Date of Graduation


Document Type


Degree Type



Eberly College of Arts and Sciences



Committee Chair

Ronald L. Lewis.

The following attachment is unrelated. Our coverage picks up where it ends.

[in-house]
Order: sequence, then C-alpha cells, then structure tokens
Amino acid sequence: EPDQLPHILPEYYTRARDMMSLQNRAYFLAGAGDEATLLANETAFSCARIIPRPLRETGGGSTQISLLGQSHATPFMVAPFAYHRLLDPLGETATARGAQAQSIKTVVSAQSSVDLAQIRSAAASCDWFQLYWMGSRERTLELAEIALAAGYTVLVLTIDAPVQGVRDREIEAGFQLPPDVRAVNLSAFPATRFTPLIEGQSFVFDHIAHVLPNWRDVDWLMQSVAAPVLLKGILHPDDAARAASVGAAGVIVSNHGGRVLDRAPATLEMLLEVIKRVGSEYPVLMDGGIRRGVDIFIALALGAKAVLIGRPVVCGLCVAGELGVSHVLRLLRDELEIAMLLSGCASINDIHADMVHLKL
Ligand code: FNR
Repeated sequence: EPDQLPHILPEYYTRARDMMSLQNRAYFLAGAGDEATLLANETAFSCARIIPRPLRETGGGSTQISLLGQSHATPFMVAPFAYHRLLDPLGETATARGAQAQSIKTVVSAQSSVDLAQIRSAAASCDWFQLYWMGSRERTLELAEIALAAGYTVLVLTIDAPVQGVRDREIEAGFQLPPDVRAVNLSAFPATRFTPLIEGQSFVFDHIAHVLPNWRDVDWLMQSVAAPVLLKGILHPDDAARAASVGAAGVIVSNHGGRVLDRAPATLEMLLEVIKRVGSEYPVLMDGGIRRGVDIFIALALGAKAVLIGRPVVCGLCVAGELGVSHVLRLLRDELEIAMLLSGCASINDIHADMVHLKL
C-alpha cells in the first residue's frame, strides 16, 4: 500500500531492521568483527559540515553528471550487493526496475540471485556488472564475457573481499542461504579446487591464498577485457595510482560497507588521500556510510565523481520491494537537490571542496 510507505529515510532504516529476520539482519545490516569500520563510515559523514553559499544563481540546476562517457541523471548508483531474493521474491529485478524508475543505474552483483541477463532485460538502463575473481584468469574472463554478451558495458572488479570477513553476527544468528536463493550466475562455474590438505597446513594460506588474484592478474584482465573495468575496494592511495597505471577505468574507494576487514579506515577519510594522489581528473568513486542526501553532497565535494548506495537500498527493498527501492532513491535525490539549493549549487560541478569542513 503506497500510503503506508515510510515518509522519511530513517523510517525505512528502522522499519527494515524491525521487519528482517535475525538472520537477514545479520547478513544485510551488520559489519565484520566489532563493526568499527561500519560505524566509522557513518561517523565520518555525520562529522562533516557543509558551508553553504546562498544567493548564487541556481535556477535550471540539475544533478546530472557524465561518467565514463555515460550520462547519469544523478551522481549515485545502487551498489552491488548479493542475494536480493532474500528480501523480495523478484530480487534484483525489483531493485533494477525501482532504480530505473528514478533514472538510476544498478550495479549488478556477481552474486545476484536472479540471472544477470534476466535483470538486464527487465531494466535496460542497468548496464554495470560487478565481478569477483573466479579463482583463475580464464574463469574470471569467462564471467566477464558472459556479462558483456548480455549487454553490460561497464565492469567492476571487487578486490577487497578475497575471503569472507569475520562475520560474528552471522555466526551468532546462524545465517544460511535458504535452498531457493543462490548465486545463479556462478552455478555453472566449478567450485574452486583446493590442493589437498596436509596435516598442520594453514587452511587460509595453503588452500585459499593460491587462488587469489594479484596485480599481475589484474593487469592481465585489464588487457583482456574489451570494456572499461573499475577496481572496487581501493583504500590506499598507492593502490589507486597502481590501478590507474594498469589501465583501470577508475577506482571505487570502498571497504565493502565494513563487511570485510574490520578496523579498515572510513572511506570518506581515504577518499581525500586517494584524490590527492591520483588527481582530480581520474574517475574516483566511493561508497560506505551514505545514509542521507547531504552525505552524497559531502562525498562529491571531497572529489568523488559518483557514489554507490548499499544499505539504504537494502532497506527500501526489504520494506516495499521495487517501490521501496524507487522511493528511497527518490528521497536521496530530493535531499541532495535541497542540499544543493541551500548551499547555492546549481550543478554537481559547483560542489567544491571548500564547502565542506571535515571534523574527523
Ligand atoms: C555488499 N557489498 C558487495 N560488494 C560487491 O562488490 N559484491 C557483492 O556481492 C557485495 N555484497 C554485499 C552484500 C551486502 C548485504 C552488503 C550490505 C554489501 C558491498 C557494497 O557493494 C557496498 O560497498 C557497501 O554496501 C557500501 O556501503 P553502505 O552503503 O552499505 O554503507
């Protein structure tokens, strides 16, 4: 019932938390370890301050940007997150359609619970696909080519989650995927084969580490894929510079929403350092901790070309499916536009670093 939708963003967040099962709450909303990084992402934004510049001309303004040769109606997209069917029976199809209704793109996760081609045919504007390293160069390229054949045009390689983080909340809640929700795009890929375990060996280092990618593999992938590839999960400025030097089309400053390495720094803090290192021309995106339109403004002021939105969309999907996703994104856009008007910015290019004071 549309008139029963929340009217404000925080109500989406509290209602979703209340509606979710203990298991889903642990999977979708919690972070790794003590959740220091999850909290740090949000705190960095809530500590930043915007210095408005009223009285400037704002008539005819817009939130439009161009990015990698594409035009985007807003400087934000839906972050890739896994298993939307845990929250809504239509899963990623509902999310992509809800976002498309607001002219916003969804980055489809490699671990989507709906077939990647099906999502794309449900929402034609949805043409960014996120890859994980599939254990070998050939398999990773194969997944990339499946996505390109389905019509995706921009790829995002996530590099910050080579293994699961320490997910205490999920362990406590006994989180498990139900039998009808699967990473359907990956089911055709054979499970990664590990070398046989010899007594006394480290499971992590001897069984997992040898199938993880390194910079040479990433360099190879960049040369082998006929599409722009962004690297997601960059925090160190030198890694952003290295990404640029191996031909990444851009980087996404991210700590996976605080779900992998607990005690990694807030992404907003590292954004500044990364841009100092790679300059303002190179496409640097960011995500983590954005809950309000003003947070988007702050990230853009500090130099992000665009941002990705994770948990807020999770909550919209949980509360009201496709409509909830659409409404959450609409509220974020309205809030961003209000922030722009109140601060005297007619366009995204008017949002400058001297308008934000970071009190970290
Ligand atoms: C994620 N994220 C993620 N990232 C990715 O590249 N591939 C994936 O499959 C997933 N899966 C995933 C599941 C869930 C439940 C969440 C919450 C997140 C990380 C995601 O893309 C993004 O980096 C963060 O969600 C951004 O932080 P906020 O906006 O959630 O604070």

While surface mining began in West Virginia during WWI, the practice did not expand until WWII. Used to fuel the war effort, surface mining would become the industry-preferred means of mining coal and gained a permanent place in West Virginia's coal mining industry. Mountaintop removal surface coal mining began on Fayette County, West Virginia's, Bullpush Mountain in 1970. An extreme version of strip mining, during mountaintop removal the tops of mountains are removed via blasting in order to reveal the coal seams below. The last thirty-four years has seen an escalation in this mining method from forty-four permits covering 9,800 acres throughout the 1980s to the granting of permits covering 12,540 acres in a nine-month period in 2002 alone. This increase in mountaintop removal has impacted southern West Virginia not only environmentally, but socially and culturally as well.;The introduction of 20-story draglines in the 1980s allowed for the swifter removal of coal by mountaintop removal. The process enjoyed a great expansion during the 1990s after the Federal Clean Air Act was amended to include a more stringent emissions standard. This increased the demand for southern West Virginia's low sulfur, high volatility coal. Since that time, the process has entered many southern West Virginia coal communities. The UMWA, once staunchly aligned with coal community citizens, continually found itself torn between its Union members working on these sites and the coal community residents opposed to this mining technique. Many coal community residents directly affected by this process created "free spaces" where they could band together in opposition. Many citizens have been plaintiffs in lawsuits against the coal companies operating in their communities, but West Virginia politicians' have vacillated between silence and protectionism. As a direct result of mountaintop removal, the environment of southern West Virginia has suffered as the conversion of continuous hardwood forests have been turned into a fragmented landscape interspersed with grasslands more characteristic of the mid-western United States than Appalachia.;This study focuses on the various impacts this newest form of coal mining has had on coal communities in the nine southernmost West Virginia counties where it takes place, and on the UMWA's declining influence as a traditional counterweight in southern West Virginia. The social, economic, political and environmental consequences are also explored.